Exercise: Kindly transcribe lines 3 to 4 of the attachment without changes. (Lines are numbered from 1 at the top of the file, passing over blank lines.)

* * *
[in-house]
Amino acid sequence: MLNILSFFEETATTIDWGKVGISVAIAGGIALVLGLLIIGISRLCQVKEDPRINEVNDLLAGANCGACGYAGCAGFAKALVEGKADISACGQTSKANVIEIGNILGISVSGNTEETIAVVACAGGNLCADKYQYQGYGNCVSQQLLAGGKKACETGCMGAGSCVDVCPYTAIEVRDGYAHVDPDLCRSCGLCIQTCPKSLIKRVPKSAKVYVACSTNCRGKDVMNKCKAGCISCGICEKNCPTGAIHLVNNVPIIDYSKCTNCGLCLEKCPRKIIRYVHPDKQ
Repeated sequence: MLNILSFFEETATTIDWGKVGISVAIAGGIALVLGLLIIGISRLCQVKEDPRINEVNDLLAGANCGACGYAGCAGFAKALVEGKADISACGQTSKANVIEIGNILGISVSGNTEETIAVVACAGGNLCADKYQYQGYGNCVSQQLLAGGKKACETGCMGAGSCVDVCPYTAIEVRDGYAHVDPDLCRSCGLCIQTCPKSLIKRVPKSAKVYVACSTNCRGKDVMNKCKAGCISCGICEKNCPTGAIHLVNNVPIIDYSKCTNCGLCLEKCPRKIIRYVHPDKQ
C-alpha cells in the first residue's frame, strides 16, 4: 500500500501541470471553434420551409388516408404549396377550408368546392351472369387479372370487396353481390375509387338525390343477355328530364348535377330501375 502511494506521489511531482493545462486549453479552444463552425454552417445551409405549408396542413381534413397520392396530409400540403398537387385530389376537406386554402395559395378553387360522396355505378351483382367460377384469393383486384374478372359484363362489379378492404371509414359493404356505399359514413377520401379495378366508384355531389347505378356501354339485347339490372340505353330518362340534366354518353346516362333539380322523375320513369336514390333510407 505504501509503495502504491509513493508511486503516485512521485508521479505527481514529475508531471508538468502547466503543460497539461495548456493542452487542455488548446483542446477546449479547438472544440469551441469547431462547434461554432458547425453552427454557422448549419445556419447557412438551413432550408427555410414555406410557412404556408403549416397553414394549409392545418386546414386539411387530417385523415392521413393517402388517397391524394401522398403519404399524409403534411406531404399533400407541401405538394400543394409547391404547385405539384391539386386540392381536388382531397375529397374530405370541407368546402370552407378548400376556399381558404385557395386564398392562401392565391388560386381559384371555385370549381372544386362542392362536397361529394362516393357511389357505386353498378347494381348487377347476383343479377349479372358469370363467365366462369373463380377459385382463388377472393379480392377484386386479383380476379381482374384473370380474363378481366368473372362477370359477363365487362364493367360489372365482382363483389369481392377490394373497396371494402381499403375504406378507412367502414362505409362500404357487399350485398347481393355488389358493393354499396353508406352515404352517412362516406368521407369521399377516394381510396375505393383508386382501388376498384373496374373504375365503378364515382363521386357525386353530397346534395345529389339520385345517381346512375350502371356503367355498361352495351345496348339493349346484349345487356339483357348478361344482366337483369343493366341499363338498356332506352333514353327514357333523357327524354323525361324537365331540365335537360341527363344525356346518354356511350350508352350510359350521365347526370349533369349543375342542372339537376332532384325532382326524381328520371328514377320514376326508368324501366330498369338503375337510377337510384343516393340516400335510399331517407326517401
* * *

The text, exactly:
Repeated sequence: MLNILSFFEETATTIDWGKVGISVAIAGGIALVLGLLIIGISRLCQVKEDPRINEVNDLLAGANCGACGYAGCAGFAKALVEGKADISACGQTSKANVIEIGNILGISVSGNTEETIAVVACAGGNLCADKYQYQGYGNCVSQQLLAGGKKACETGCMGAGSCVDVCPYTAIEVRDGYAHVDPDLCRSCGLCIQTCPKSLIKRVPKSAKVYVACSTNCRGKDVMNKCKAGCISCGICEKNCPTGAIHLVNNVPIIDYSKCTNCGLCLEKCPRKIIRYVHPDKQ
C-alpha cells in the first residue's frame, strides 16, 4: 500500500501541470471553434420551409388516408404549396377550408368546392351472369387479372370487396353481390375509387338525390343477355328530364348535377330501375 502511494506521489511531482493545462486549453479552444463552425454552417445551409405549408396542413381534413397520392396530409400540403398537387385530389376537406386554402395559395378553387360522396355505378351483382367460377384469393383486384374478372359484363362489379378492404371509414359493404356505399359514413377520401379495378366508384355531389347505378356501354339485347339490372340505353330518362340534366354518353346516362333539380322523375320513369336514390333510407 505504501509503495502504491509513493508511486503516485512521485508521479505527481514529475508531471508538468502547466503543460497539461495548456493542452487542455488548446483542446477546449479547438472544440469551441469547431462547434461554432458547425453552427454557422448549419445556419447557412438551413432550408427555410414555406410557412404556408403549416397553414394549409392545418386546414386539411387530417385523415392521413393517402388517397391524394401522398403519404399524409403534411406531404399533400407541401405538394400543394409547391404547385405539384391539386386540392381536388382531397375529397374530405370541407368546402370552407378548400376556399381558404385557395386564398392562401392565391388560386381559384371555385370549381372544386362542392362536397361529394362516393357511389357505386353498378347494381348487377347476383343479377349479372358469370363467365366462369373463380377459385382463388377472393379480392377484386386479383380476379381482374384473370380474363378481366368473372362477370359477363365487362364493367360489372365482382363483389369481392377490394373497396371494402381499403375504406378507412367502414362505409362500404357487399350485398347481393355488389358493393354499396353508406352515404352517412362516406368521407369521399377516394381510396375505393383508386382501388376498384373496374373504375365503378364515382363521386357525386353530397346534395345529389339520385345517381346512375350502371356503367355498361352495351345496348339493349346484349345487356339483357348478361344482366337483369343493366341499363338498356332506352333514353327514357333523357327524354323525361324537365331540365335537360341527363344525356346518354356511350350508352350510359350521365347526370349533369349543375342542372339537376332532384325532382326524381328520371328514377320514376326508368324501366330498369338503375337510377337510384343516393340516400335510399331517407326517401